On March 15, students around the world plan to strike in order to highlight the global climate crisis and urge leaders to act. Many participants will be skipping school to engage in discussions, lobbying, protests and demonstrations.
Unfortunately, many of those students will be subject to discipline for missing school. In the United States, however, even students have constitutional rights, if somewhat more limited ones than adults. And, public schools are considered state actors, so they may not unduly restrict students' constitutional rights, including free speech and assembly rights.
Can schools discipline students for taking part in the climate protest?
Yes, in part. According to the ACLU, schools are free to discipline students for missing school, but they may not issue harsher discipline than they otherwise would for absences. The political nature of the absence or the message behind the protest are not sufficient reasons for additional discipline.
Before you miss school, it's a good idea to find out your school district's policy on unexcused absences and whether your parent could excuse your absence for this purpose. Learn about the discipline your school district usually hands down for a single day's or a few hours' absence that have nothing to do with protests. That should be the maximum discipline you face.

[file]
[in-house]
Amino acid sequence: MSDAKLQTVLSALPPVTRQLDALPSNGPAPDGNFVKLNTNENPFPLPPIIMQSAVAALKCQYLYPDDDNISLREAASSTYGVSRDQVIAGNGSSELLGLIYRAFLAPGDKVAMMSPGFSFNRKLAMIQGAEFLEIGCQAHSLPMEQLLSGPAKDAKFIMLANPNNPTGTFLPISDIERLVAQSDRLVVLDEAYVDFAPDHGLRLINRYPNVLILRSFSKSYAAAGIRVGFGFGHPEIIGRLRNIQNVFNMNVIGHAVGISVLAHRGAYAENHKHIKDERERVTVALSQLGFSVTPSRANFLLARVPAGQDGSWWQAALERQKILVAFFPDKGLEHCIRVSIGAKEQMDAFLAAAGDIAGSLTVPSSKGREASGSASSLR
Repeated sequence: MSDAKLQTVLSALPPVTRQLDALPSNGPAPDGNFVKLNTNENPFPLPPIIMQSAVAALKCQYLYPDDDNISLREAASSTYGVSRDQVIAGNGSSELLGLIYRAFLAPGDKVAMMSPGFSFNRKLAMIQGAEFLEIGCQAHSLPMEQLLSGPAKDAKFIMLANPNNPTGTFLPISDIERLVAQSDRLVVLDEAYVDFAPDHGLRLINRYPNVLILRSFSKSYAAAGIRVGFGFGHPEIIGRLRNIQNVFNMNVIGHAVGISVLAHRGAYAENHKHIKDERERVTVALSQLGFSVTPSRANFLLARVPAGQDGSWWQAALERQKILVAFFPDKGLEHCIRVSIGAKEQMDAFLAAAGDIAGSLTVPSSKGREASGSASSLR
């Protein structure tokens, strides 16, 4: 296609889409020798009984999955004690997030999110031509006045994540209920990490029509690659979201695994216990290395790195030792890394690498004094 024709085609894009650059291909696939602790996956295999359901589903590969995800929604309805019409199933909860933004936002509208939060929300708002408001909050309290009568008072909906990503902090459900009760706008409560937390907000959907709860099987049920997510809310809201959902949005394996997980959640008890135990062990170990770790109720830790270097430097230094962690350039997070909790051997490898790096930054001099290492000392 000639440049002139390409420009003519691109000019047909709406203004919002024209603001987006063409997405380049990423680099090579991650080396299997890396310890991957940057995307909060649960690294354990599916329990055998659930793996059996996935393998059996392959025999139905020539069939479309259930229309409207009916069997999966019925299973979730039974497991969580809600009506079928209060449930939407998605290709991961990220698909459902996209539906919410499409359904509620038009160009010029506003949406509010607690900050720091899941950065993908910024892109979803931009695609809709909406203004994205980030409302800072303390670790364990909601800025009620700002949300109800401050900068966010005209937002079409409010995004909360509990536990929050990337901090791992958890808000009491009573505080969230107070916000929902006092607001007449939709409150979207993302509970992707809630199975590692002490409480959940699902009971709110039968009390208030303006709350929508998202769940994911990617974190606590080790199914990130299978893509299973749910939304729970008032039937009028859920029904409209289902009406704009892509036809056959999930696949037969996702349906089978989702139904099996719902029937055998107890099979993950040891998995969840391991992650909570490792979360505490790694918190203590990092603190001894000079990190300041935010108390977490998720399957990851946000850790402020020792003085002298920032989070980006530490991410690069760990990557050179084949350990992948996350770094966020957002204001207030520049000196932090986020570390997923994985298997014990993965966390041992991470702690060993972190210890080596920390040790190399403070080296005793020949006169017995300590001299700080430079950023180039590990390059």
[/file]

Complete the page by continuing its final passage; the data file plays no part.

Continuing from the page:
If you plan to be absent longer for some reason, you should consider the possibility that you could be charged with truancy. Consider the penalties for truancy, and make sure you understand your district's policy on suspensions and expulsions. You may have the right to a formal process before you can be suspended or expelled.
How much can schools hamper students' free speech?
Again, students do have free speech rights even when they are in a school setting. You have the right to express your opinion by speaking, wearing expressive clothing and handing out flyers or petitions, for example. The limit on this is the school's reasonable opinion that the speech in question is "disruptive."
Naturally, what a school considers disruptive will vary, but it should be based on actual evidence of disruption, not the content of the speech or expression.
Restrictions on students' freedom of expression must generally be content-neutral, meaning the rule has nothing to do with any specific message a student wishes to communicate. Therefore, schools can generally enforce neutral dress codes but not ban particular messages.
Once you are off campus, you have the same rights as other people to protest and speak out on issues.